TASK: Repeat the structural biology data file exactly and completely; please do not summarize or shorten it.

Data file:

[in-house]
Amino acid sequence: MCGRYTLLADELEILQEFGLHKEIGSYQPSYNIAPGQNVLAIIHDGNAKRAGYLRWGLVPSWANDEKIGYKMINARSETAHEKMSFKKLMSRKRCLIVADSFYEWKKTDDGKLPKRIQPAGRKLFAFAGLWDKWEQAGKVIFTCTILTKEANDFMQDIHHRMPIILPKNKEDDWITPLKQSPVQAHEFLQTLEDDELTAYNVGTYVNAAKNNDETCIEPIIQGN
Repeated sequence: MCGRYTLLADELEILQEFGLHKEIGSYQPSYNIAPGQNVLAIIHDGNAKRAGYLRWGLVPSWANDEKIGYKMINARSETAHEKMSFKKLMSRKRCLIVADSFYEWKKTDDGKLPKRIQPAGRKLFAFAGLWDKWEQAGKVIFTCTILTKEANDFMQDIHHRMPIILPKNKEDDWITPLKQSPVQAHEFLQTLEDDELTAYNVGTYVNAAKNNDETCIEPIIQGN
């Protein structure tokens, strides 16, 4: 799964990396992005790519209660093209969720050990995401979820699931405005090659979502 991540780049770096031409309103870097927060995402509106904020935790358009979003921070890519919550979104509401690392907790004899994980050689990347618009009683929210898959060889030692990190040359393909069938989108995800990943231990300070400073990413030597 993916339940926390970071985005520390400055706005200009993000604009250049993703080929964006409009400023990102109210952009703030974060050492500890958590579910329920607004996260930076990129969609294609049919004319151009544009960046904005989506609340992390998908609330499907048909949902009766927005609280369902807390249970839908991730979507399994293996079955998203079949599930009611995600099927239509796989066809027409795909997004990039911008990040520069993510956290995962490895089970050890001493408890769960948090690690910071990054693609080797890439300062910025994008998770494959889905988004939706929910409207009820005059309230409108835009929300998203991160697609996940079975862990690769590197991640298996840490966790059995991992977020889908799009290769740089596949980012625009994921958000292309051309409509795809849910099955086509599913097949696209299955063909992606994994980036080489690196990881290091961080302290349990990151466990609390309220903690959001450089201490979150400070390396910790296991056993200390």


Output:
[in-house]
Amino acid sequence: MCGRYTLLADELEILQEFGLHKEIGSYQPSYNIAPGQNVLAIIHDGNAKRAGYLRWGLVPSWANDEKIGYKMINARSETAHEKMSFKKLMSRKRCLIVADSFYEWKKTDDGKLPKRIQPAGRKLFAFAGLWDKWEQAGKVIFTCTILTKEANDFMQDIHHRMPIILPKNKEDDWITPLKQSPVQAHEFLQTLEDDELTAYNVGTYVNAAKNNDETCIEPIIQGN
Repeated sequence: MCGRYTLLADELEILQEFGLHKEIGSYQPSYNIAPGQNVLAIIHDGNAKRAGYLRWGLVPSWANDEKIGYKMINARSETAHEKMSFKKLMSRKRCLIVADSFYEWKKTDDGKLPKRIQPAGRKLFAFAGLWDKWEQAGKVIFTCTILTKEANDFMQDIHHRMPIILPKNKEDDWITPLKQSPVQAHEFLQTLEDDELTAYNVGTYVNAAKNNDETCIEPIIQGN
């Protein structure tokens, strides 16, 4: 799964990396992005790519209660093209969720050990995401979820699931405005090659979502 991540780049770096031409309103870097927060995402509106904020935790358009979003921070890519919550979104509401690392907790004899994980050689990347618009009683929210898959060889030692990190040359393909069938989108995800990943231990300070400073990413030597 993916339940926390970071985005520390400055706005200009993000604009250049993703080929964006409009400023990102109210952009703030974060050492500890958590579910329920607004996260930076990129969609294609049919004319151009544009960046904005989506609340992390998908609330499907048909949902009766927005609280369902807390249970839908991730979507399994293996079955998203079949599930009611995600099927239509796989066809027409795909997004990039911008990040520069993510956290995962490895089970050890001493408890769960948090690690910071990054693609080797890439300062910025994008998770494959889905988004939706929910409207009820005059309230409108835009929300998203991160697609996940079975862990690769590197991640298996840490966790059995991992977020889908799009290769740089596949980012625009994921958000292309051309409509795809849910099955086509599913097949696209299955063909992606994994980036080489690196990881290091961080302290349990990151466990609390309220903690959001450089201490979150400070390396910790296991056993200390």